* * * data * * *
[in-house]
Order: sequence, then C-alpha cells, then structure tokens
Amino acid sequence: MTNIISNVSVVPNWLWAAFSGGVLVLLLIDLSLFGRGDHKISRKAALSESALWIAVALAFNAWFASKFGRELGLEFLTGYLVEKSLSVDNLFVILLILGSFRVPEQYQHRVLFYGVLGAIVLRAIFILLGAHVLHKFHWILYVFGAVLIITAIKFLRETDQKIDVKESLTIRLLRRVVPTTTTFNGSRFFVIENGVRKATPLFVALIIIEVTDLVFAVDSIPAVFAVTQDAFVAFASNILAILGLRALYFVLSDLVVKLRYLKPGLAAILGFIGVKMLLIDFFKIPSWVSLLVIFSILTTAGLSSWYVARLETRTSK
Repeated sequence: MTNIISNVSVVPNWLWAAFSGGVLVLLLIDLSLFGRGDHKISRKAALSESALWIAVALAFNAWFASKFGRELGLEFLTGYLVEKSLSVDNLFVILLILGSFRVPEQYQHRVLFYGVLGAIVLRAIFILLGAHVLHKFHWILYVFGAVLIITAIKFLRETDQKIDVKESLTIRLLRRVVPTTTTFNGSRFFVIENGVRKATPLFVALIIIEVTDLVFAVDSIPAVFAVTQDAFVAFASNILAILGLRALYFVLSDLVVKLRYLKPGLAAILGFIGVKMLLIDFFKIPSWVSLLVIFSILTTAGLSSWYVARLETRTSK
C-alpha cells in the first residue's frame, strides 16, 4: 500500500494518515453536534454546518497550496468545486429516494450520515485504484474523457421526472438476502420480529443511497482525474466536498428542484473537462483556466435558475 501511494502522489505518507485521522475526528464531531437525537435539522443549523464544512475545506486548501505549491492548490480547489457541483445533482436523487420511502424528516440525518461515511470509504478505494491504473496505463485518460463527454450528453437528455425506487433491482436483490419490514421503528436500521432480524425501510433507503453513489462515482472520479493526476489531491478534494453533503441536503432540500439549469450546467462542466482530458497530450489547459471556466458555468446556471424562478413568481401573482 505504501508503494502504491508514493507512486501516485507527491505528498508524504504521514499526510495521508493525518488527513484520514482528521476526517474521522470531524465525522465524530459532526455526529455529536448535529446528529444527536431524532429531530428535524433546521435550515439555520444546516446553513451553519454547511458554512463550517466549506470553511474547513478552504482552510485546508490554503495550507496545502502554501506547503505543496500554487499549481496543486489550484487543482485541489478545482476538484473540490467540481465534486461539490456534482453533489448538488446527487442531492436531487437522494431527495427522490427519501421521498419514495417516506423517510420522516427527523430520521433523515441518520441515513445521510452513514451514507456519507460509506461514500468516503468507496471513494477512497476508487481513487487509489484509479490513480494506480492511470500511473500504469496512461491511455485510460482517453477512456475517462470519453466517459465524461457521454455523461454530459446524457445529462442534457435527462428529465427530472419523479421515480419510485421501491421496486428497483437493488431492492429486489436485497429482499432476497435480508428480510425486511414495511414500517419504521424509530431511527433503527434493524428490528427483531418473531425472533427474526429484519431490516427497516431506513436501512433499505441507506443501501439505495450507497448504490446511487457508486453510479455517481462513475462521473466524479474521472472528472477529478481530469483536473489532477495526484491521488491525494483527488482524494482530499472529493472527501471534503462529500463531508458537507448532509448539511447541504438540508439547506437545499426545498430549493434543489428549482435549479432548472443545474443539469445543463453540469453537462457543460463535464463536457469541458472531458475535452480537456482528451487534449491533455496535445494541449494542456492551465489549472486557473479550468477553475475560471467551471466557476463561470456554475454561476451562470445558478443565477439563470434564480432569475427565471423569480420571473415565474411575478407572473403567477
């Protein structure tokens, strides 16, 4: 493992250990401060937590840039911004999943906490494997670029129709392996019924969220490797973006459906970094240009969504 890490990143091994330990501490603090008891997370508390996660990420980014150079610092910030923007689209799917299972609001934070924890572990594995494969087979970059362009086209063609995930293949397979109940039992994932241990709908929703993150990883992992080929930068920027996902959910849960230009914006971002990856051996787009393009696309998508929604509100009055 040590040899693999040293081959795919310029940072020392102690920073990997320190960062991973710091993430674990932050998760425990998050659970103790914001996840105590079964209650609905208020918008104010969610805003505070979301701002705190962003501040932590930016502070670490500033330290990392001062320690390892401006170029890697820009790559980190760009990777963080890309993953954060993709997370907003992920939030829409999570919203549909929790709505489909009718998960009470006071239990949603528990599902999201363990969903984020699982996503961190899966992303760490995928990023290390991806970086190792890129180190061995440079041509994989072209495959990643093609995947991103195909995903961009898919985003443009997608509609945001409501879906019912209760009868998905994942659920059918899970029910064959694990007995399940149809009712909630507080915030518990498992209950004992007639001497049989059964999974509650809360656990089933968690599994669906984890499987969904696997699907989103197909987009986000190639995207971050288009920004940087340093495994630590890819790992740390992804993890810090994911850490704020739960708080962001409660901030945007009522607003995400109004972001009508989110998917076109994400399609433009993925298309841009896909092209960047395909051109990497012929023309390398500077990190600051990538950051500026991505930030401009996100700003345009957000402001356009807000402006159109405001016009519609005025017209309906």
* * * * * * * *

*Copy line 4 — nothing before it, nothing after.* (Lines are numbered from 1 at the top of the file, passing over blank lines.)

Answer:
Repeated sequence: MTNIISNVSVVPNWLWAAFSGGVLVLLLIDLSLFGRGDHKISRKAALSESALWIAVALAFNAWFASKFGRELGLEFLTGYLVEKSLSVDNLFVILLILGSFRVPEQYQHRVLFYGVLGAIVLRAIFILLGAHVLHKFHWILYVFGAVLIITAIKFLRETDQKIDVKESLTIRLLRRVVPTTTTFNGSRFFVIENGVRKATPLFVALIIIEVTDLVFAVDSIPAVFAVTQDAFVAFASNILAILGLRALYFVLSDLVVKLRYLKPGLAAILGFIGVKMLLIDFFKIPSWVSLLVIFSILTTAGLSSWYVARLETRTSK